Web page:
What Makes A Yogi Tick?

Yoga and wellness has become one of the fastest growing sectors and is now over a 20 billion dollar sector. This is probably why you are getting in on the action. You have a great idea, now how do you market your product to this community? Do you know what makes a yogi tick?

As a Yogi for over 14 years, I have observed how my purchasing behaviors as a consumer have been completely altered by my practice. I buy from brands that practice sustainability and give back to their communities. I scan every ingredient on a box to see if it’s organic and GMO free. I shop in thrift stores to practice recycling. I care about how a product impacts the environment.

In this article, let’s explore the philosophical influences on the yogi to see what makes a yogi tick and how you can speak their language.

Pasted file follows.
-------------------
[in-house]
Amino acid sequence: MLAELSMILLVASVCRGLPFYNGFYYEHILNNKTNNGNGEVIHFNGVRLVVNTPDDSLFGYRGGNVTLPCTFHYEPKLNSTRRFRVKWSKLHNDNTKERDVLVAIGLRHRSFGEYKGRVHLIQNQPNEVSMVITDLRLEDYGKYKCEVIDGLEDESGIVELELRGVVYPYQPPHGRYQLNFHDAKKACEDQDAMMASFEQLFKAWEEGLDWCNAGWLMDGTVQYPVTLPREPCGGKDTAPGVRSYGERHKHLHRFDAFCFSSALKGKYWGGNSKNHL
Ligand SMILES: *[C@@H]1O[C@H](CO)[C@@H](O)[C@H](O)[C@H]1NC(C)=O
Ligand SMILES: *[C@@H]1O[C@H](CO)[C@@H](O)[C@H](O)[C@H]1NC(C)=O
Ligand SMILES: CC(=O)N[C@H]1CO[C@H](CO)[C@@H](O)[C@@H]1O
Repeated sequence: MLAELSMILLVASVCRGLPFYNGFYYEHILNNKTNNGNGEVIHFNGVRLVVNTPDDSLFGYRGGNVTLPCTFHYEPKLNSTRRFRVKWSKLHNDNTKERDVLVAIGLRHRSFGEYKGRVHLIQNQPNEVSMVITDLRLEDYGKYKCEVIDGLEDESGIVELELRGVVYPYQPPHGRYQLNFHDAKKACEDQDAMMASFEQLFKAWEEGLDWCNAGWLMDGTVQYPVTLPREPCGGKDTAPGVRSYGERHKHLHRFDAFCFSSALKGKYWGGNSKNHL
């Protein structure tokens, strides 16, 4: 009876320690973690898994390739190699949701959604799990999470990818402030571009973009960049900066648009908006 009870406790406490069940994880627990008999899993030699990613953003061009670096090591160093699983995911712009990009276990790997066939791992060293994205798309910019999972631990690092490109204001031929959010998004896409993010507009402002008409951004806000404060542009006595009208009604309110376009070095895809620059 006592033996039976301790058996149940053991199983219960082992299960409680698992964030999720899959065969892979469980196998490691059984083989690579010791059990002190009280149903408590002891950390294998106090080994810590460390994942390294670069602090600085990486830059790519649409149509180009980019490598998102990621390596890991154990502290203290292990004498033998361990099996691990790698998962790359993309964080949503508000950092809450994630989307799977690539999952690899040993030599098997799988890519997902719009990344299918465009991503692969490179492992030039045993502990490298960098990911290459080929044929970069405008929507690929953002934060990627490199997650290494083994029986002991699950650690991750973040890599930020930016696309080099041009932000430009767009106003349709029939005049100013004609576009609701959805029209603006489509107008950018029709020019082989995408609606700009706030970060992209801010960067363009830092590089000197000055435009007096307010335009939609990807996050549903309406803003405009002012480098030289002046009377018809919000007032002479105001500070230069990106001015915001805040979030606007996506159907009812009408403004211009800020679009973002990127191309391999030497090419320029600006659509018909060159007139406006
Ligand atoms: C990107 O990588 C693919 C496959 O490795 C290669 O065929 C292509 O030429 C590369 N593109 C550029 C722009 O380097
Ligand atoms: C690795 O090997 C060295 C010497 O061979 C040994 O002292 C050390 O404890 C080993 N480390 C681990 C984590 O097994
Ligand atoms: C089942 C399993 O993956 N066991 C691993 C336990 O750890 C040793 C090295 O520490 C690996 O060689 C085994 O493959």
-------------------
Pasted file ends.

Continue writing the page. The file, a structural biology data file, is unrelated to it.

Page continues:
The seminal text of Yoga is the Yoga Sutras, an ancient, sacred exploration of the science of Yoga. This is a wonderful read for any marketer and a great resource to gain a deeper understanding of how the Yogi may perceive the world. It contains rich layers of concepts that shape the information that yogis are digesting with their practices, thus hypothesizing that this can affect their perceptions.

In the Yoga Sutras, there is a concept called The 8 Limbs of Yoga that defines Yoga as a practice that encompasses all aspects of our lives. In essence when practiced in totality, it will help to remove impurities and ignorance to reveal the light of our wisdom. Reverend Jaganath Carerra, author of Inside the Yoga Sutras, explains, “The eight limbs seamlessly integrate selfless, active participation in life with introspection and contemplation. This exquisite balance is designed to encourage self-knowledge, expand and transform consciousness and culminate in Self-Realization.”

As a marketer in this industry, its beneficial to understand the motivation of the Yogi, thus understanding the influence of the eight limbs. The first two limbs are of most notable importance, as these are the guiding principles that shape the internal and external perceptions of a Yogi.

Let’s look at the first two limbs and illustrate how this information may affect the Yogi’s consumer behavior.

1. Yamas